Here at the Independence Museum Kilmurry we have a varied and broad collection that spans the last three centuries. One of the items on display is a cannon ball from the Cromwellian Wars.
Kilmurry and Cork were very much affected by the Confederate Wars of the 1640’s in Ireland. There were two incidents in particular on both sides of what is now Kilmurry Parish.
The grotto in Kilmurry village was chosen as it is the site of Sceach an tSagairt which means The Priest’s Bush. Tradition has it that a number of priests or monks attached to the medieval church in the old graveyard went on the run during penal times. They hid out on Cnoc an Tobair but were captured there and were hanged from a tree on this particular site.Tradition also states that some of Cromwell’s troops stabled their horses in the medieval church in the old graveyard in Kilmurry
At the far edge of Kilmurry parish is Carrigadrohid and this village was to play its part in one of the most shocking incidents in the Confederate Wars- the hanging of Bishop Boetius MacEgan.
In February 1646 Boetius MacEgan was appointed chaplain-general to Owen Roe O’Neill’s army of Ulster. Before the battle of Benburb in Tyrone on 5 June 1646 MacEgan invoked the apostolic blessing on the troops and gave them a plenary indulgence. Owen Roe had given careful thought to his choice of terrain. Skirmishing continued all day. Then towards sunset the general spoke some rousing words to his troops, invoked the Holy Trinity and gave them ‘Sancta Maria’ for their battle cry. He then ordered them to charge. The Anglo-Scot army was wiped out. Irish losses were negligible. On Sunday 14 June Boetius MacEgan deposited over thirty captured battle flags in the cathedral in Limerick in the presence of the papal nuncio Archbishop Rinuccini, several bishops and members of the supreme council of the Confederation of Kilkenny. Some of the flags were sent to Kilkenny and other towns in confederate hands. Some were sent to Pope Innocent X who put them on display in St. Peter’s.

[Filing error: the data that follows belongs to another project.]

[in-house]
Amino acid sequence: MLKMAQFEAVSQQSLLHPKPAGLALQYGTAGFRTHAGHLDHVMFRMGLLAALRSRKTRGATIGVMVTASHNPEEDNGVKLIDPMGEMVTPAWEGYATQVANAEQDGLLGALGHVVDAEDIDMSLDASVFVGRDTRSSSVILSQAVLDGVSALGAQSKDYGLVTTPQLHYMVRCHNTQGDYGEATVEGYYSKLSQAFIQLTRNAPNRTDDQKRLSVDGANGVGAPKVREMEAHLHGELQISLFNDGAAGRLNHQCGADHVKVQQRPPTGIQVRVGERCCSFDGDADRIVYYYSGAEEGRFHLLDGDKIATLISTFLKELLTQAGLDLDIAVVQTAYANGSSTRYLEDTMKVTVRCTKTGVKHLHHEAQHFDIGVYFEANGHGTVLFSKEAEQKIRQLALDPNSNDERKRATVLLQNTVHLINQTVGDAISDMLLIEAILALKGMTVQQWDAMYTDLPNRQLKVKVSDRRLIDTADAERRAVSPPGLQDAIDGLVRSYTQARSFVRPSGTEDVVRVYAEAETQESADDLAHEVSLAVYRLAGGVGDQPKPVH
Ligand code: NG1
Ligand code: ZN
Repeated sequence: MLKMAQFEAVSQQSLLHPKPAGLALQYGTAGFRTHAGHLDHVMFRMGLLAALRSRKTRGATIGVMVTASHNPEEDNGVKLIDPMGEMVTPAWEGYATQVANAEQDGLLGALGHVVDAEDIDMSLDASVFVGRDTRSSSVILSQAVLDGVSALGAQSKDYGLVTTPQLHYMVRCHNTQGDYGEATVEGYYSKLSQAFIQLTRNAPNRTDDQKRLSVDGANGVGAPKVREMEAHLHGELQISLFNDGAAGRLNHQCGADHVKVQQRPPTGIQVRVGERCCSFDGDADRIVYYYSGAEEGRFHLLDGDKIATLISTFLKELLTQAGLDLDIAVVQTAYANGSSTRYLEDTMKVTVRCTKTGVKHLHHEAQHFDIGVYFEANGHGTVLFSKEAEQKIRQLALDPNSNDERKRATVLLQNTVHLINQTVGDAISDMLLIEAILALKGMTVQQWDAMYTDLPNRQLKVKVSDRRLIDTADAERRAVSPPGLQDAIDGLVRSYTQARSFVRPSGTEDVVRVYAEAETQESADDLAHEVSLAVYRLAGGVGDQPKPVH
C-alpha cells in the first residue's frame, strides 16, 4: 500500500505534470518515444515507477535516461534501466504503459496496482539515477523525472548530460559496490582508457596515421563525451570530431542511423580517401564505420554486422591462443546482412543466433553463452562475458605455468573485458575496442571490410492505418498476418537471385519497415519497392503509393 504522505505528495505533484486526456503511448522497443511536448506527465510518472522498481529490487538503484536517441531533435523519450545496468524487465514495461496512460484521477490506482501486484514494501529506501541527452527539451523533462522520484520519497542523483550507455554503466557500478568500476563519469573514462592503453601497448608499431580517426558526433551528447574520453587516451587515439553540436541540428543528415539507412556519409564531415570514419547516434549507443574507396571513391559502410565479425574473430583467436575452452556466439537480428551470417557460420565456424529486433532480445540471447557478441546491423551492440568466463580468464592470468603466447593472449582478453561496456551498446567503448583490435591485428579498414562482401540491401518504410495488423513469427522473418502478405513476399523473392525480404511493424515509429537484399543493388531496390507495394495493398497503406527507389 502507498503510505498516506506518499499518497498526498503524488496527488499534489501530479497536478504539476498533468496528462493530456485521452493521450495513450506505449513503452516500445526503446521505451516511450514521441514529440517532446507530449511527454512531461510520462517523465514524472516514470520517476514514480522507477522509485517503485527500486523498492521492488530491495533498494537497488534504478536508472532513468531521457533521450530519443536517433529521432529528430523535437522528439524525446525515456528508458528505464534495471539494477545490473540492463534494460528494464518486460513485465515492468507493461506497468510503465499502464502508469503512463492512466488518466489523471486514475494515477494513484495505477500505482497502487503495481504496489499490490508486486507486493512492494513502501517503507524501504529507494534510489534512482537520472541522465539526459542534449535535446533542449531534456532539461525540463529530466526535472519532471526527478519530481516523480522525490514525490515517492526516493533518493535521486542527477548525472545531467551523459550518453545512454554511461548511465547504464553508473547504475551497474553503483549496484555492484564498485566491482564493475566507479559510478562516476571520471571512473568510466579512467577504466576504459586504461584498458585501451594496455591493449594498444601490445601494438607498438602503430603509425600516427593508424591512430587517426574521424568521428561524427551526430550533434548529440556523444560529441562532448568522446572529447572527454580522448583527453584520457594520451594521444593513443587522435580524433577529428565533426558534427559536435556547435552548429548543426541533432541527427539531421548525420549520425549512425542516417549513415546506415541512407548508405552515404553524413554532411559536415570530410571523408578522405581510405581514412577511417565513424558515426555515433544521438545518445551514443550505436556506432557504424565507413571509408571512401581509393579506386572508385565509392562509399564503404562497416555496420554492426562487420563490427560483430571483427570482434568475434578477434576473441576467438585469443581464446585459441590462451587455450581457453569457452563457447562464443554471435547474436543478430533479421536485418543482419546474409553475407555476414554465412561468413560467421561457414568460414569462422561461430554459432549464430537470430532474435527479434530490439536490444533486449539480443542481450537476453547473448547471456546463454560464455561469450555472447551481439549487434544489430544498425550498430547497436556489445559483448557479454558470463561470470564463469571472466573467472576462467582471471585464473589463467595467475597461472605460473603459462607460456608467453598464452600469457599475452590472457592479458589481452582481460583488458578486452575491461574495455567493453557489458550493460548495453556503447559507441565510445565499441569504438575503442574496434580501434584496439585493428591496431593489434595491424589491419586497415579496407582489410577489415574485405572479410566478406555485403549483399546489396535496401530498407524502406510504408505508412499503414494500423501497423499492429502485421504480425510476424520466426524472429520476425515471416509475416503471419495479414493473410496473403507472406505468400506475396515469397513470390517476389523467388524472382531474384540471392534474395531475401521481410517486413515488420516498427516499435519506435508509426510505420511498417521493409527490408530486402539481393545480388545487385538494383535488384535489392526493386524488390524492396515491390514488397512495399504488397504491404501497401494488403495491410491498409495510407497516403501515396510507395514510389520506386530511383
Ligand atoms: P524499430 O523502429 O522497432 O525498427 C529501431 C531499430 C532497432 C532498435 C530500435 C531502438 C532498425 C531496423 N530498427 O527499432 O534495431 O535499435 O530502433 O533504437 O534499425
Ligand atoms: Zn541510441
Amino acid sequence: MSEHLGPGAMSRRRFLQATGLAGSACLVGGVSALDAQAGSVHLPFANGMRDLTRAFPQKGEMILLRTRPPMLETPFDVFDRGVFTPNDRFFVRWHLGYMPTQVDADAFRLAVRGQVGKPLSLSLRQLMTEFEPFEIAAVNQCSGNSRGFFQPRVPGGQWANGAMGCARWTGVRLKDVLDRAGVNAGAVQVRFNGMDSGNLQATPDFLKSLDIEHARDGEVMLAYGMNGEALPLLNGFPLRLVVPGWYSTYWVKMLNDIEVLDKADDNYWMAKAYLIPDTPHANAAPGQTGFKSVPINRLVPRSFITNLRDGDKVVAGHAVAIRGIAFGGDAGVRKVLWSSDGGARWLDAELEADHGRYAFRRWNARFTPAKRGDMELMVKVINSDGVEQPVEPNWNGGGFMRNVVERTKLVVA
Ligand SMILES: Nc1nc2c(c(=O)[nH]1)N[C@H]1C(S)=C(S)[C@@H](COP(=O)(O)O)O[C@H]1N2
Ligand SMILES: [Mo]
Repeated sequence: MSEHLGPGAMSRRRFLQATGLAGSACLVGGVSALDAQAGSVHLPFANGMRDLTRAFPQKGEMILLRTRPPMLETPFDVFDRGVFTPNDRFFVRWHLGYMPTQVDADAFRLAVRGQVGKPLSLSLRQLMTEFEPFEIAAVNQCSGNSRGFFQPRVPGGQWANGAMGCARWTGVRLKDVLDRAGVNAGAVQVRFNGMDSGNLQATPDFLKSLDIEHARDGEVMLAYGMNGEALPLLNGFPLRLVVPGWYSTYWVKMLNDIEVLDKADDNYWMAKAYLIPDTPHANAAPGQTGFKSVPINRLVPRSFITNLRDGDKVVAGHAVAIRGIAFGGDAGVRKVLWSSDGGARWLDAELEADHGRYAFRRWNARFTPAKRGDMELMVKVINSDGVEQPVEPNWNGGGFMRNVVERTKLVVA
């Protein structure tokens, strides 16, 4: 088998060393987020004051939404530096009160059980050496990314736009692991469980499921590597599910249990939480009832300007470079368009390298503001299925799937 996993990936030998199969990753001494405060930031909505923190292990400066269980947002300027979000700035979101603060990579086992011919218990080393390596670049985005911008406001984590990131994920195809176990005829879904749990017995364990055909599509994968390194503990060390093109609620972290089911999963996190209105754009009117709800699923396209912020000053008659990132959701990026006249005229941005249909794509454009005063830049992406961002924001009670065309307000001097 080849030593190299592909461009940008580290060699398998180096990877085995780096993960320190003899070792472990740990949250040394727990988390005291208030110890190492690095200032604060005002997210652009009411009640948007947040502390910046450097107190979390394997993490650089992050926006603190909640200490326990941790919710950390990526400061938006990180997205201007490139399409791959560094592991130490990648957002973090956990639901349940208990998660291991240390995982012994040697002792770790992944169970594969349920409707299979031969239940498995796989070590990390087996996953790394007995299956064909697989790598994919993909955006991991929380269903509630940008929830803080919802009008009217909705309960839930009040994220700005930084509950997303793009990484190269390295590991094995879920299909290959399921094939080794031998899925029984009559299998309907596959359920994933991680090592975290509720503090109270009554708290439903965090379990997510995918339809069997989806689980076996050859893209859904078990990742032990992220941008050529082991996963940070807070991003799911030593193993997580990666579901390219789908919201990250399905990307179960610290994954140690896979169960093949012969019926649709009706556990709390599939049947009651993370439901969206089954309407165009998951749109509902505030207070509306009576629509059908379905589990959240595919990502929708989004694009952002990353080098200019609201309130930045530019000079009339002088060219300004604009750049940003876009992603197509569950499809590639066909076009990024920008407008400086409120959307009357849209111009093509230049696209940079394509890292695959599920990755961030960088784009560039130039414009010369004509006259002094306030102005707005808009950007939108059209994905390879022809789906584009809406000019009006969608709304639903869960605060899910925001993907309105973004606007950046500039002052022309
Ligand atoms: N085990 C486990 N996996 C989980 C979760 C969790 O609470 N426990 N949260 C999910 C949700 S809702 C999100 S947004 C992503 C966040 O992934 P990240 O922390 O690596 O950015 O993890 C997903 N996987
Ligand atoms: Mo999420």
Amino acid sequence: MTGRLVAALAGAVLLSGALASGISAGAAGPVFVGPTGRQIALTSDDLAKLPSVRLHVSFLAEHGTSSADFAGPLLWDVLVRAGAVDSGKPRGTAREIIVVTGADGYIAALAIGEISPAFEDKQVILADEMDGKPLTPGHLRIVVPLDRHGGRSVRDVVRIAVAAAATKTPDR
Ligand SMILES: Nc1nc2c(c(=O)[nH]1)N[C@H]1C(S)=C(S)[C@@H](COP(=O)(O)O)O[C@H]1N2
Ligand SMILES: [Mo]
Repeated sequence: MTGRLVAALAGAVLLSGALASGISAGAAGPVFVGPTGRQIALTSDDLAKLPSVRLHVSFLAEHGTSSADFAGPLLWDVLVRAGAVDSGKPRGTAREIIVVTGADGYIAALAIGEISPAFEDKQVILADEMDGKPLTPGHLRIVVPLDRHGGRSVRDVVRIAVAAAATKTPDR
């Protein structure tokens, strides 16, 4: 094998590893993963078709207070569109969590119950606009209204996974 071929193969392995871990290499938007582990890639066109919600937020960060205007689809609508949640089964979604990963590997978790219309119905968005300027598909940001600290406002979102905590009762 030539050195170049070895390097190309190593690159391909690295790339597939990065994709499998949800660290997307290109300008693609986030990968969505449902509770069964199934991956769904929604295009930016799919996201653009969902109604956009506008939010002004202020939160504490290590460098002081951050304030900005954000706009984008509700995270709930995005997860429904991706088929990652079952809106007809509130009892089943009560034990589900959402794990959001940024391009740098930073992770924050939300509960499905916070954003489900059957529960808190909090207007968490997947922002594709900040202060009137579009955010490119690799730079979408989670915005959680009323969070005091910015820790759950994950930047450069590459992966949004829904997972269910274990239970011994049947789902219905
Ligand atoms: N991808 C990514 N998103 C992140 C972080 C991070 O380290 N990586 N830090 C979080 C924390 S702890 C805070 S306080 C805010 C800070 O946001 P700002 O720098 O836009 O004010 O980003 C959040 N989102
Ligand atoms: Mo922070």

On 25th March 1648, Boetius Mac Egan was consecrated Bishop of Ross. During his short episcopate he was deeply involved with the affairs of the confederation and was very highly regarded. In March 1649 the nuncio left Ireland for good. On the 15th of August Oliver Cromwell landed at Ringsend. Owen Roe O’Neill, the only man who might have been successful against him died at Cloughoughter castle. The Bishop of Ross played an important part in rallying the country against the enemy, to little avail. The Confederation fell to pieces. Kilkenny, the capital, surrendered on 28 March, 1650. Bishop MacEgan helped to raise an army in Kerry and on the 10th of May Bishop MacEgan was with this army who was commanded by Colonel David Roche near Macroom. On that day they were defeated by the local Cromwellian commander, Lord Broghill. The Bishop of Ross was captured and led by his captors before Carrigadrohid Castle, a strategic post still in Confederate hands. He was ordered, under threat of death, to order the garrison to surrender. He urged them to resist to the last. He was then hanged with his own reins. Six young men, two O’Riordans from Currach an Iarla, two Dinans from Killinardrish, and two O’Learys from Cul Allta spirited the bishop’s body from the English camp along the southern bank of the Lee. He was buried in Aghinagh graveyard.